|3rd July 2020, 17:19||#1201|
Join Date: May 2013
Thanked: 273 Times
Re: Combat Aircraft of the Indian Air Force
@Skanchan95, to get around the CAATSA, India may buy NAASMS, more P-8 Poseidons, more MH-60R's, more C-130J's and a few more Apaches. The American Military Industrial complex won't get a customer like India sanctioned under CAATSA. We are a bigger customer than even the Turks.
And regarding the Fulcrums, I feel its just a on paper acknowledgement of the deep upgrades that have been happening now.
Last edited by DrPriyankT : 3rd July 2020 at 17:20.
|3rd July 2020, 17:52||#1202|
Join Date: Aug 2017
Thanked: 507 Times
Re: Combat Aircraft of the Indian Air Force
Cost - dragracer567 is correct, the current blocks of the F-35 are indeed much cheaper than the stratospheric costs we saw in the media with early Block 1 and Block 2 versions. This is because Lockheed has finally achieved the economies of scale through all of it's facilities and with a massive order book, they'll be churning F-35s out by the bucket load, further reducing the cost, especially when compared directly vs expensive small rate production European competitors like the Rafale and the Typhoon (it's very similar to what you see for cars). Another point that gets lost is that there are 3 variants of the F-35 and it's the VTOL capable F-35B that's most expensive (nearly $30m more than the standard A variant)! That F-35A is pretty much in the ballpark of the Rafale's price.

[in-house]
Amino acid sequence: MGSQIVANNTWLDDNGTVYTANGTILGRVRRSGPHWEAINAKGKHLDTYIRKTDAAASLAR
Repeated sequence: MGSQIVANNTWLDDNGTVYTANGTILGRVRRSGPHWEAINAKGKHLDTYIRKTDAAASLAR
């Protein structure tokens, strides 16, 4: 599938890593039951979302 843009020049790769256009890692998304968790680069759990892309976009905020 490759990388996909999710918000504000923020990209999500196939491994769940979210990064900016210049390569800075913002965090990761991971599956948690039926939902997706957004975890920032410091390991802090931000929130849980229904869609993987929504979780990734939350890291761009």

Unless the IN were planning to incorporate the F-35 (and considering they want a twin engine fighter and not VTOL) we can safely exclude both the F-35B and F-35C for arguments sake - then it would be the IAF operating a small F-35A fleet as a sort of silver bullet force. In that regard you now have a compelling argument vs the Rafale in terms of just how much more the F-35 can give in terms of sensor fusion.